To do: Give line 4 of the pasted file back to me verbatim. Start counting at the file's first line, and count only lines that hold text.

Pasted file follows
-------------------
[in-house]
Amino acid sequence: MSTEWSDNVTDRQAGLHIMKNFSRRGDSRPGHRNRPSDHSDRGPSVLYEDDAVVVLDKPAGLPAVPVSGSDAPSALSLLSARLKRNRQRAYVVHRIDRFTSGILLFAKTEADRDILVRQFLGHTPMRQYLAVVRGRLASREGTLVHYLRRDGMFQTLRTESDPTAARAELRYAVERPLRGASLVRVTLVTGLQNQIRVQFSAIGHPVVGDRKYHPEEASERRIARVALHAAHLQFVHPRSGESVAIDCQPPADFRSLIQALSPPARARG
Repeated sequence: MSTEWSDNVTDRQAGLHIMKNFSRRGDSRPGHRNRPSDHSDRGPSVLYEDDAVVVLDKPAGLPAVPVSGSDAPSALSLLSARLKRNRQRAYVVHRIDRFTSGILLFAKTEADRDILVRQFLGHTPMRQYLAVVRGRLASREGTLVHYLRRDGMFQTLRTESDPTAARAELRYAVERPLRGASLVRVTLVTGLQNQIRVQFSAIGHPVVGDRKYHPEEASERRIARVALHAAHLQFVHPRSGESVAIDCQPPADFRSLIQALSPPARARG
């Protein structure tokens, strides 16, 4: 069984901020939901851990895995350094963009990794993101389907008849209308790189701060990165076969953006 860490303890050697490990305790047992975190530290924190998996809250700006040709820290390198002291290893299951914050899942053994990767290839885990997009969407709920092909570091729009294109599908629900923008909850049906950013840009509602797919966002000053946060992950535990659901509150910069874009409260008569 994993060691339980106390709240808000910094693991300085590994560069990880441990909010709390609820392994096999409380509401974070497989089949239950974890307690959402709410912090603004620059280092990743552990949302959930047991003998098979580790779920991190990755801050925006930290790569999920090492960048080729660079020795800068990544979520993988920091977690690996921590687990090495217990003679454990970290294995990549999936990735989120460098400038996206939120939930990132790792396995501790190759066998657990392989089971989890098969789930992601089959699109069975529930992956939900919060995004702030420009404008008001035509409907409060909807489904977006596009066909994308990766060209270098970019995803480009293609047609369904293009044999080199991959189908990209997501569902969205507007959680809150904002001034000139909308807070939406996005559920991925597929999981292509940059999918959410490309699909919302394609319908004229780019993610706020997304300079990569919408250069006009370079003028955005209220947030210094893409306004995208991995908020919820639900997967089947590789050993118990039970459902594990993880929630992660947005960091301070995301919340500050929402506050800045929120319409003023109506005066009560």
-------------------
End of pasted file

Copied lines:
């Protein structure tokens, strides 16, 4: 069984901020939901851990895995350094963009990794993101389907008849209308790189701060990165076969953006 860490303890050697490990305790047992975190530290924190998996809250700006040709820290390198002291290893299951914050899942053994990767290839885990997009969407709920092909570091729009294109599908629900923008909850049906950013840009509602797919966002000053946060992950535990659901509150910069874009409260008569 994993060691339980106390709240808000910094693991300085590994560069990880441990909010709390609820392994096999409380509401974070497989089949239950974890307690959402709410912090603004620059280092990743552990949302959930047991003998098979580790779920991190990755801050925006930290790569999920090492960048080729660079020795800068990544979520993988920091977690690996921590687990090495217990003679454990970290294995990549999936990735989120460098400038996206939120939930990132790792396995501790190759066998657990392989089971989890098969789930992601089959699109069975529930992956939900919060995004702030420009404008008001035509409907409060909807489904977006596009066909994308990766060209270098970019995803480009293609047609369904293009044999080199991959189908990209997501569902969205507007959680809150904002001034000139909308807070939406996005559920991925597929999981292509940059999918959410490309699909919302394609319908004229780019993610706020997304300079990569919408250069006009370079003028955005209220947030210094893409306004995208991995908020919820639900997967089947590789050993118990039970459902594990993880929630992660947005960091301070995301919340500050929402506050800045929120319409003023109506005066009560």